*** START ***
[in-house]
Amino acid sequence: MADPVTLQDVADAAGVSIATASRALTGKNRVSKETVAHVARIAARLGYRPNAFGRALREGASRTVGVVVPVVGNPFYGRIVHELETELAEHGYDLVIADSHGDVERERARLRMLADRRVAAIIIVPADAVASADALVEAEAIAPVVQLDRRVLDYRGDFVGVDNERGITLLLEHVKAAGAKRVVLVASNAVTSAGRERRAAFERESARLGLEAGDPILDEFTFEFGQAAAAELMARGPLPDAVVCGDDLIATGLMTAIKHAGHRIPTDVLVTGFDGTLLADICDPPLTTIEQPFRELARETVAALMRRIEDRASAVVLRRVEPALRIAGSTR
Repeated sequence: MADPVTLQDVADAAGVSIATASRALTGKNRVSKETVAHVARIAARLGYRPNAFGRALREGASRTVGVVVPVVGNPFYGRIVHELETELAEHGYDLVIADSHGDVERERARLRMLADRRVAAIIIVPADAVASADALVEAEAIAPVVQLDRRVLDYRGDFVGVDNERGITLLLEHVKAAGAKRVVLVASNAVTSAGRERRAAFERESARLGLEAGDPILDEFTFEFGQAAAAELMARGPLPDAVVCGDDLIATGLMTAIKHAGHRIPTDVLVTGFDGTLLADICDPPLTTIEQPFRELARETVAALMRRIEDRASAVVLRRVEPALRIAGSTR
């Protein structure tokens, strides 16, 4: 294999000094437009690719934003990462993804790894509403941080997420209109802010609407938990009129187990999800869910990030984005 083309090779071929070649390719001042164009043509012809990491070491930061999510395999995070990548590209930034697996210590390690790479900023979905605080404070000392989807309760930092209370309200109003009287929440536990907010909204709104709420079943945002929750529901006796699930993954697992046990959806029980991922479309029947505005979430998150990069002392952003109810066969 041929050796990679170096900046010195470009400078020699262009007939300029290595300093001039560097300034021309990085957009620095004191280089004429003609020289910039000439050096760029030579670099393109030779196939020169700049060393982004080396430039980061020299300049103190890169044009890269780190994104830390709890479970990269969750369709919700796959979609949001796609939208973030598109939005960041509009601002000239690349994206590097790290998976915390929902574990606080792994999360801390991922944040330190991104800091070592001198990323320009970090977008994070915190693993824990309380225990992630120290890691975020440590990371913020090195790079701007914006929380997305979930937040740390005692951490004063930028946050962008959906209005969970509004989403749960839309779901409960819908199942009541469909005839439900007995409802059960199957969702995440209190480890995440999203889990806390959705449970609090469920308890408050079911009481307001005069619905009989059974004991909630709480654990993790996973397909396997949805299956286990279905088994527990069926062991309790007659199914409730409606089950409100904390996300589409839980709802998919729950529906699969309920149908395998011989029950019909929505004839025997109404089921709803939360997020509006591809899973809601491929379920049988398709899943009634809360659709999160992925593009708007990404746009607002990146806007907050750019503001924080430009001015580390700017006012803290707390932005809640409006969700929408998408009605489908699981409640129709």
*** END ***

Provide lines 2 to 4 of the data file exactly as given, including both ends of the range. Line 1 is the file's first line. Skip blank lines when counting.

Amino acid sequence: MADPVTLQDVADAAGVSIATASRALTGKNRVSKETVAHVARIAARLGYRPNAFGRALREGASRTVGVVVPVVGNPFYGRIVHELETELAEHGYDLVIADSHGDVERERARLRMLADRRVAAIIIVPADAVASADALVEAEAIAPVVQLDRRVLDYRGDFVGVDNERGITLLLEHVKAAGAKRVVLVASNAVTSAGRERRAAFERESARLGLEAGDPILDEFTFEFGQAAAAELMARGPLPDAVVCGDDLIATGLMTAIKHAGHRIPTDVLVTGFDGTLLADICDPPLTTIEQPFRELARETVAALMRRIEDRASAVVLRRVEPALRIAGSTR
Repeated sequence: MADPVTLQDVADAAGVSIATASRALTGKNRVSKETVAHVARIAARLGYRPNAFGRALREGASRTVGVVVPVVGNPFYGRIVHELETELAEHGYDLVIADSHGDVERERARLRMLADRRVAAIIIVPADAVASADALVEAEAIAPVVQLDRRVLDYRGDFVGVDNERGITLLLEHVKAAGAKRVVLVASNAVTSAGRERRAAFERESARLGLEAGDPILDEFTFEFGQAAAAELMARGPLPDAVVCGDDLIATGLMTAIKHAGHRIPTDVLVTGFDGTLLADICDPPLTTIEQPFRELARETVAALMRRIEDRASAVVLRRVEPALRIAGSTR
């Protein structure tokens, strides 16, 4: 294999000094437009690719934003990462993804790894509403941080997420209109802010609407938990009129187990999800869910990030984005 083309090779071929070649390719001042164009043509012809990491070491930061999510395999995070990548590209930034697996210590390690790479900023979905605080404070000392989807309760930092209370309200109003009287929440536990907010909204709104709420079943945002929750529901006796699930993954697992046990959806029980991922479309029947505005979430998150990069002392952003109810066969 041929050796990679170096900046010195470009400078020699262009007939300029290595300093001039560097300034021309990085957009620095004191280089004429003609020289910039000439050096760029030579670099393109030779196939020169700049060393982004080396430039980061020299300049103190890169044009890269780190994104830390709890479970990269969750369709919700796959979609949001796609939208973030598109939005960041509009601002000239690349994206590097790290998976915390929902574990606080792994999360801390991922944040330190991104800091070592001198990323320009970090977008994070915190693993824990309380225990992630120290890691975020440590990371913020090195790079701007914006929380997305979930937040740390005692951490004063930028946050962008959906209005969970509004989403749960839309779901409960819908199942009541469909005839439900007995409802059960199957969702995440209190480890995440999203889990806390959705449970609090469920308890408050079911009481307001005069619905009989059974004991909630709480654990993790996973397909396997949805299956286990279905088994527990069926062991309790007659199914409730409606089950409100904390996300589409839980709802998919729950529906699969309920149908395998011989029950019909929505004839025997109404089921709803939360997020509006591809899973809601491929379920049988398709899943009634809360659709999160992925593009708007990404746009607002990146806007907050750019503001924080430009001015580390700017006012803290707390932005809640409006969700929408998408009605489908699981409640129709």